I started turning the shower into a performance. Doing it the same way. Every. Single. Time.
Before the act began, I set the stage. I laid out the towels on her bed and in the bathroom and strategically placed all the hand towels, creams and supplies I would need.
When we started heading toward the bathroom, I put on her favorite- Liberace. Playing music during bath time was a game changer. Not only did it help her feel more relaxed, i noticed it helped take the edge off of the experience for me.
From the time she got out of her chair till the time we headed back to the living room after the bath, I started chattering the whole way through.
“Alright, now let’s go back and take a bath… okay now we’re in the bedroom. Let’s get your clothes off and we’ll go into the bathroom. Okay now let’s get in the shower. Be careful! Okay I’m going to turn the water on…”
You get the picture.
My grandma can’t keep up with the steps in our bath time routine anymore, so chattering has become more important than ever.
When it turned it into a ritual like this, it took the stress and worry out of it. Going through it the same way consistently makes it feel like I have control of the situation. It gives me the confidence and assurance I need to turn a stress-inducing experience into a regular chore.
What tips and tricks do you use to make bath time less stressful? Drop them in the comments below!! I’d love to hear your experience 👇👇👇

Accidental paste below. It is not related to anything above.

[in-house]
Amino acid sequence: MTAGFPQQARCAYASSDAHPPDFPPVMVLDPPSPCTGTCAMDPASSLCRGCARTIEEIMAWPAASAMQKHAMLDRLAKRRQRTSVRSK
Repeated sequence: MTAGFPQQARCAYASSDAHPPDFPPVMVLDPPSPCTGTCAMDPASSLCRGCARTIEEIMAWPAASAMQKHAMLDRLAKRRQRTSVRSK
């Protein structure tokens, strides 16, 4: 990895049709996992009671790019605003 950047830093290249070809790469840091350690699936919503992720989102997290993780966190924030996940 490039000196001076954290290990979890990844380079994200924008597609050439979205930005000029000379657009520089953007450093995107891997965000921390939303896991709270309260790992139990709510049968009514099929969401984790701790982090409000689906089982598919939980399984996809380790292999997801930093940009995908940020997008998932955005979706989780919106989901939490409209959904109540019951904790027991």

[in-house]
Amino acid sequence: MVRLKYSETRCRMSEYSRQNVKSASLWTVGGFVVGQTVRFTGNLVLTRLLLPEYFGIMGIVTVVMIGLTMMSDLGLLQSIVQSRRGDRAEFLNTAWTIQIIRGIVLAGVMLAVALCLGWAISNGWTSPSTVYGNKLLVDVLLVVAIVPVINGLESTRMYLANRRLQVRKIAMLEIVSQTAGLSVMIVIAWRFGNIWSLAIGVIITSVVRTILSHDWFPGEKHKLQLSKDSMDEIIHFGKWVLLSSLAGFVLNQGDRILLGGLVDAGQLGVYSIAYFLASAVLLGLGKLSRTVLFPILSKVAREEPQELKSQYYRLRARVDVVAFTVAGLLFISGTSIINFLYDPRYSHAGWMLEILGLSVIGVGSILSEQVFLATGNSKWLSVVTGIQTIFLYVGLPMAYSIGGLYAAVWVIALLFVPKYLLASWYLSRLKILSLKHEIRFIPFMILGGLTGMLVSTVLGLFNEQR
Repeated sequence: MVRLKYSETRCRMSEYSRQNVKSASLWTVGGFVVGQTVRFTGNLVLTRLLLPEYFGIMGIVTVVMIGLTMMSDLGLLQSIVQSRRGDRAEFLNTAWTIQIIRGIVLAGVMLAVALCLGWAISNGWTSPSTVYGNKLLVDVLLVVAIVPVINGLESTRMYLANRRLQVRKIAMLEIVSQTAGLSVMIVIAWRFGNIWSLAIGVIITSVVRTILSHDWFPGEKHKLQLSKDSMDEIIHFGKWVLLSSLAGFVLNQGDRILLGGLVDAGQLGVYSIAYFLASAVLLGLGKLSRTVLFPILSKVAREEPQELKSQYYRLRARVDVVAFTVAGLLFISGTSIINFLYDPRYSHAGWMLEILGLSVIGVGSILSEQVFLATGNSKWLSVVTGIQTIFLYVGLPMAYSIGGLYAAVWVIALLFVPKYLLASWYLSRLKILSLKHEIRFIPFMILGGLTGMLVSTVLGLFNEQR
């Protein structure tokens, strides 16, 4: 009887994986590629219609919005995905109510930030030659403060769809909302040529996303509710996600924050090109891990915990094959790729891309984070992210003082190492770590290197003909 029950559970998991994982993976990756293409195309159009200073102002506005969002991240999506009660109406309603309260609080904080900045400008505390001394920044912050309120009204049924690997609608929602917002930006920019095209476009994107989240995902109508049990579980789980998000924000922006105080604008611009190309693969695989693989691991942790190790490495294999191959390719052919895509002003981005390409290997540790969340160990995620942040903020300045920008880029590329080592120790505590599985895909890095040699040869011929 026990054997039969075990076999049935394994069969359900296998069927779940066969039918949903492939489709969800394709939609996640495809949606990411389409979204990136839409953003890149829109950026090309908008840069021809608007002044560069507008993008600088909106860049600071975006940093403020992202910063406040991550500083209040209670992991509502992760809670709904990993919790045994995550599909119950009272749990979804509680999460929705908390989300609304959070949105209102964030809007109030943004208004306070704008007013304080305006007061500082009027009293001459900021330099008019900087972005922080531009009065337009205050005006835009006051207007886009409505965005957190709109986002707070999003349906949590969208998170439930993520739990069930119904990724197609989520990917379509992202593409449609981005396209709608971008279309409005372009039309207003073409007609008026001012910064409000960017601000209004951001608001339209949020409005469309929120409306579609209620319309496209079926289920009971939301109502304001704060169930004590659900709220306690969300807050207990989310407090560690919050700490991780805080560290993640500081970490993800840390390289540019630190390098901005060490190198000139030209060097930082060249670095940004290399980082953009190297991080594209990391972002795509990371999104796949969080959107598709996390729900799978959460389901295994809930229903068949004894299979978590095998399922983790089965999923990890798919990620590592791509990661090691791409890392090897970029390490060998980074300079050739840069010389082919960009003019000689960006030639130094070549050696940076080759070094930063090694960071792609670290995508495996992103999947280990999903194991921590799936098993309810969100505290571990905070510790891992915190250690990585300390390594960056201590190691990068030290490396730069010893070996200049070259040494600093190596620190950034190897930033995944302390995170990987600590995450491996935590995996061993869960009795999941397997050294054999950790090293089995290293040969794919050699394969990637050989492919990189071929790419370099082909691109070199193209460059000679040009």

When I began caring for my grandma, I was working full time in a job I loved. I’d been there for 5 years, so at that point, I had already created my work family.
Early last year, due to a loved one going on hospice (and a few other factors), I decided that working full time while balancing my caregiving responsibilities. I quit my job to care for my loved one until he passed away and then launched my own graphic and web design business.
People quit their jobs due to caregiving. It’s a fact. If you’re in the same boat, you’re not alone. An estimated 1 in 3 family caregivers quits their job due to the demands of caregiving1.
Let me tell you: It hasn’t been the easiest ride.
I’ve learned a lot since then. There are a lot of things to consider before you quit a job, and even more when you start your own business.
Here are the top 10 lessons I’ve learned since I quit my job for caregiving.10Good luck getting credit.
Unless you are bringing in boku bucks from an online business or you blew up from a brilliant idea, it can be difficult to get credit. If you don’t have much money coming in, lenders will be hesitant to extend your credit because you have no track record.
The same goes for buying a house. If you are considering quitting your job and branching out on your own… and you are looking at purchasing a home, try to get the pre-approval and employment verification out of the way before you take the leap. Self-employed mortgage applicants must prove stability of employment and income, usually going back two years. This can be a bit tougher for you if you are self-employed, unless you’re the next overnight Instagram sensation. 9 If you don’t get health insurance, look forward to getting taxed.
Learn from my example. I shrugged it off and paid a huge penalty when I filed my taxes. The 2018 tax penalty for not having health insurance was $695 or 2% of your yearly income for adults, whichever amount is more. 8 YOU are responsible for putting away the money for your taxes and making sure they get paid.
It’s not like when you work at a job and they take the taxes and withholding. If you’re not diligent throughout the year, you can owe a huge chunk of money. I’ve made it a practice to put about 30% of the money I make from my self-employment away for taxes. 7 There’s nobody to throw under the bus when the job doesn’t get done.
At the end of the day, if you are self-employed, your neck is on the chopping block if your clients aren’t happy.6 You will spend more time than you ever expected grappling with the clock.